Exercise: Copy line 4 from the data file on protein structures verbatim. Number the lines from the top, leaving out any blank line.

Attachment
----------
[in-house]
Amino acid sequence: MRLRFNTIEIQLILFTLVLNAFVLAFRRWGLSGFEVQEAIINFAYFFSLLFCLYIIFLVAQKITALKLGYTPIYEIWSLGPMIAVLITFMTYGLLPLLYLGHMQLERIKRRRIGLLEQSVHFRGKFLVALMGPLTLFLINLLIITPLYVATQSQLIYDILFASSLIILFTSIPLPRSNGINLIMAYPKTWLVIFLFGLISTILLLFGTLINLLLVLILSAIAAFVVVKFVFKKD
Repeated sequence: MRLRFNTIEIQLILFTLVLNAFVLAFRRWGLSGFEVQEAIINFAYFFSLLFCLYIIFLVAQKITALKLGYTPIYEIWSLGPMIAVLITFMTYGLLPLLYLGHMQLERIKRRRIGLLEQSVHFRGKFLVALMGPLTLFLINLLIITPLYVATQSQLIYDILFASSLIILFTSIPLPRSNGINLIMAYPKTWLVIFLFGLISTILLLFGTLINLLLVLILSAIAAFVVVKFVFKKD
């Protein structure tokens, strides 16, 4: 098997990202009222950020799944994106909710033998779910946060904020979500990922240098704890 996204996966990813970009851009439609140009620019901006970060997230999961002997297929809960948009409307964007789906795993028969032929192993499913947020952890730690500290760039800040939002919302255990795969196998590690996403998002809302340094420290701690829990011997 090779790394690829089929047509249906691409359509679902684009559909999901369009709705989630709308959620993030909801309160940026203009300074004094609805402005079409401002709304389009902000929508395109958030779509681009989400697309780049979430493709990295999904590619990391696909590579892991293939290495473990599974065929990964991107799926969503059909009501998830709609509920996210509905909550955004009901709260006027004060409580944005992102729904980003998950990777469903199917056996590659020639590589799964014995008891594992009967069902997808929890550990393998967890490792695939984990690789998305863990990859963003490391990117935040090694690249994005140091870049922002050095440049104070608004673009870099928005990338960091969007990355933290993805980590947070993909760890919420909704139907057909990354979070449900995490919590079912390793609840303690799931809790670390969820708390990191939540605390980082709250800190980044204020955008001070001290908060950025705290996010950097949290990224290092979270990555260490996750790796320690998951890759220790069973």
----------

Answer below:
């Protein structure tokens, strides 16, 4: 098997990202009222950020799944994106909710033998779910946060904020979500990922240098704890 996204996966990813970009851009439609140009620019901006970060997230999961002997297929809960948009409307964007789906795993028969032929192993499913947020952890730690500290760039800040939002919302255990795969196998590690996403998002809302340094420290701690829990011997 090779790394690829089929047509249906691409359509679902684009559909999901369009709705989630709308959620993030909801309160940026203009300074004094609805402005079409401002709304389009902000929508395109958030779509681009989400697309780049979430493709990295999904590619990391696909590579892991293939290495473990599974065929990964991107799926969503059909009501998830709609509920996210509905909550955004009901709260006027004060409580944005992102729904980003998950990777469903199917056996590659020639590589799964014995008891594992009967069902997808929890550990393998967890490792695939984990690789998305863990990859963003490391990117935040090694690249994005140091870049922002050095440049104070608004673009870099928005990338960091969007990355933290993805980590947070993909760890919420909704139907057909990354979070449900995490919590079912390793609840303690799931809790670390969820708390990191939540605390980082709250800190980044204020955008001070001290908060950025705290996010950097949290990224290092979270990555260490996750790796320690998951890759220790069973």